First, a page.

Verbena hastata 'Rosea'
- Standard £4.99
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Smoking branching spires of violet-purple on this plant that shimmers like a storm cloud in dry places -sultry yet warm
- Position: full sun
- Soil: moist, well-drained soil
- Rate of growth: average
- Flowering period: June to September
- Flower colour: mid-pink
- Hardiness: fully hardy
Long-flowering, upright perennials that produce slender, branching spires, which are crowded with buds that open slowly from the base, to small, clear pink flowers throughout summer. Their interesting form makes them ideal for creating ertical interest towards the back of the border.
- Garden care: Protect plants in winter with a dry winter mulch around the crown.
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3 Questions | 3 Answers
Displaying questions 1-3
Q:Hello. bought 3 verbena hastata plants month ago. Planted then immediately in sunny, moist well drained soil. On arrival it had nice purple little buds, which looked like its going to flower soon. However there is no sing of flowers, and once closely inspected is seems the flowers dies before even opens. Hope there is answer for that. Thank youAsked on 25/8/2015 by ruzlis from wales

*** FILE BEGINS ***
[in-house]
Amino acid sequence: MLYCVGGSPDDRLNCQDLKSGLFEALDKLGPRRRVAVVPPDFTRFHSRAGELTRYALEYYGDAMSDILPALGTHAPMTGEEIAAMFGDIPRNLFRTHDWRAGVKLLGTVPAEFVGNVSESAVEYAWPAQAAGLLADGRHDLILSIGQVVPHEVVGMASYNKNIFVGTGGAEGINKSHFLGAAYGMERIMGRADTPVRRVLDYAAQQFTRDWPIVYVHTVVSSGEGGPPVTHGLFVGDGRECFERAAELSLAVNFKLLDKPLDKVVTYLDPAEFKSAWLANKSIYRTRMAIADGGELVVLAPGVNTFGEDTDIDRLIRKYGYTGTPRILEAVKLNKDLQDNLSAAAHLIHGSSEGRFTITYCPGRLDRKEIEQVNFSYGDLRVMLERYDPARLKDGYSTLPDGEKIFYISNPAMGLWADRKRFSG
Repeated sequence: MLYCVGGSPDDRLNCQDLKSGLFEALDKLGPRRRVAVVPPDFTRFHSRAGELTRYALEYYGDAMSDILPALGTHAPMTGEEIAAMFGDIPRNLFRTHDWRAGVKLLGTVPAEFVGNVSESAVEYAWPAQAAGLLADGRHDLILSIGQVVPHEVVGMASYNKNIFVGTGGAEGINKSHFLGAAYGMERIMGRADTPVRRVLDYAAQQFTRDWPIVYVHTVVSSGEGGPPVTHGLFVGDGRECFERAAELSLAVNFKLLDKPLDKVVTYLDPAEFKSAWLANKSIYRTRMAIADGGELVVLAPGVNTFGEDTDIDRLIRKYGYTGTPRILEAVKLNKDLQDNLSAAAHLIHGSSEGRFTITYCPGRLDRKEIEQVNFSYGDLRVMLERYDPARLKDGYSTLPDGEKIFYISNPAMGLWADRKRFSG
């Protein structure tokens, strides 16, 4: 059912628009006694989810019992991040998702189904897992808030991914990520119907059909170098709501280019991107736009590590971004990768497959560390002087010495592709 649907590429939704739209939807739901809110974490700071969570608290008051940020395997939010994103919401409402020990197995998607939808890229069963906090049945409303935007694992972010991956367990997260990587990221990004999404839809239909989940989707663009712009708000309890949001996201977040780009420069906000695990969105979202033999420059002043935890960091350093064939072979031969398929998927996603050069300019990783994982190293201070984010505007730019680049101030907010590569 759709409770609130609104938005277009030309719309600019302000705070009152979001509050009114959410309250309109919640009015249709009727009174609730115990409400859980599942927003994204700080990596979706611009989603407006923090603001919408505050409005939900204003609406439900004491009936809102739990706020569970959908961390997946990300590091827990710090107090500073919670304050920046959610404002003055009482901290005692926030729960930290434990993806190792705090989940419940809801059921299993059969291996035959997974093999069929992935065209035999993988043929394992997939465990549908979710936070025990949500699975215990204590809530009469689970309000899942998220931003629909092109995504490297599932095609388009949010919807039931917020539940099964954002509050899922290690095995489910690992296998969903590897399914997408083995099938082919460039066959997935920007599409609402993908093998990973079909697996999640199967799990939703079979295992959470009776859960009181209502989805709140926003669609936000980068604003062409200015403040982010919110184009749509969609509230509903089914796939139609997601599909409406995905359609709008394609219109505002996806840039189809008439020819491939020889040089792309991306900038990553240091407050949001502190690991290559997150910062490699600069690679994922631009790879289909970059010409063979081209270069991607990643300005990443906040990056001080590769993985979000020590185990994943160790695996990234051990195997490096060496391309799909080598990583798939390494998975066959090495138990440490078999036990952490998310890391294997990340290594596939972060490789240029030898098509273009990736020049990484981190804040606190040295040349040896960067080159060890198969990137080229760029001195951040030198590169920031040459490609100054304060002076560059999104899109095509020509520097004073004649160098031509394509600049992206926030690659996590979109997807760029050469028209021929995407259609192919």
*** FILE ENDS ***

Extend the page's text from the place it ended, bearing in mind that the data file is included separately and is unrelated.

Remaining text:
The most likely cause of this is a lack of water as the plant will shut down on the production of the flowers if it is too dry.Answered on 26/8/2015 by Helen from crocus
Q:What would be some examples of a 'dry winter mulch'? Gravel? Grit? Thank you!Asked on 28/2/2015 by AddictedToRoses from Hertfordshire
Dry mulch are things like straw, pine needles, bracken fronds or shredded leaves.
Hope this helps.Answered on 4/3/2015 by Anonymous from crocus
Q:Powdery mildew on my plants
Hi, I wonder if your plant doctor may be able to answer a query for me. I have bought a few Verbenas from yourselves and they all seem to have suffered the dreaded powder mildew problem. I have sprayed with a recommended product and discarded the affected leaves but don't know if I have sorted the problem or not sufficiently? I read that this often affects plants that are under stress, - I did keep all the plants potted up (although some in larger pots than at purchase) close to each other for some time. I wonder if that might be why this happened ? Any advice would be welcome. They are now all in the garden and hopefully will thrive. SueAsked on 3/9/2009 by Sue Hulkes
A:Hello Sue, Powdery Mildew is caused by the plants being too dry and having poor air circulation, which are usually made worse when the plants are growing in pots. It sounds as of you have tackled it correctly, so they should improve. For more information you can click on the following link. http://www.crocus.co.uk/pestsanddiseases/_//top12/Powdery%20mildew/ArticleID.1174 I hope this helps. Helen Plant DoctorAnswered on 4/9/2009 by Crocus Helpdesk
Displaying questions 1-3